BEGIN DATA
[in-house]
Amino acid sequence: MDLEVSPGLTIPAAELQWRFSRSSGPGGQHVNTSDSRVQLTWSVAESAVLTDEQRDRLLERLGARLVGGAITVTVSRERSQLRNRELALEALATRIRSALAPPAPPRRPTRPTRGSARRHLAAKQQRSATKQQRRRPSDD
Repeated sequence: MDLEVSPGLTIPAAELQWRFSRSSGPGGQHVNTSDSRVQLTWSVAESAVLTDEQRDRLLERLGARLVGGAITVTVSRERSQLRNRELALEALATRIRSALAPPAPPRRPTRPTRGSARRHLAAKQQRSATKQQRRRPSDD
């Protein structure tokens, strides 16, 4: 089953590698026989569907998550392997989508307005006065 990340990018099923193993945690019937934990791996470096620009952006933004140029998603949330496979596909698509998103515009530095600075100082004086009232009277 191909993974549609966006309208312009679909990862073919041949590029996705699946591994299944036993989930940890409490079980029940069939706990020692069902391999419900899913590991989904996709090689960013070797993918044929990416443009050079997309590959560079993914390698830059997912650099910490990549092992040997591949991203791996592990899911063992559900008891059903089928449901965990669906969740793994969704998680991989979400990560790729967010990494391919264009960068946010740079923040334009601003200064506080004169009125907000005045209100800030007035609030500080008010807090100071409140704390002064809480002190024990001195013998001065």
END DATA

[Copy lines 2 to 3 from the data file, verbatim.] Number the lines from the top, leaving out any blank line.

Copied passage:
Amino acid sequence: MDLEVSPGLTIPAAELQWRFSRSSGPGGQHVNTSDSRVQLTWSVAESAVLTDEQRDRLLERLGARLVGGAITVTVSRERSQLRNRELALEALATRIRSALAPPAPPRRPTRPTRGSARRHLAAKQQRSATKQQRRRPSDD
Repeated sequence: MDLEVSPGLTIPAAELQWRFSRSSGPGGQHVNTSDSRVQLTWSVAESAVLTDEQRDRLLERLGARLVGGAITVTVSRERSQLRNRELALEALATRIRSALAPPAPPRRPTRPTRGSARRHLAAKQQRSATKQQRRRPSDD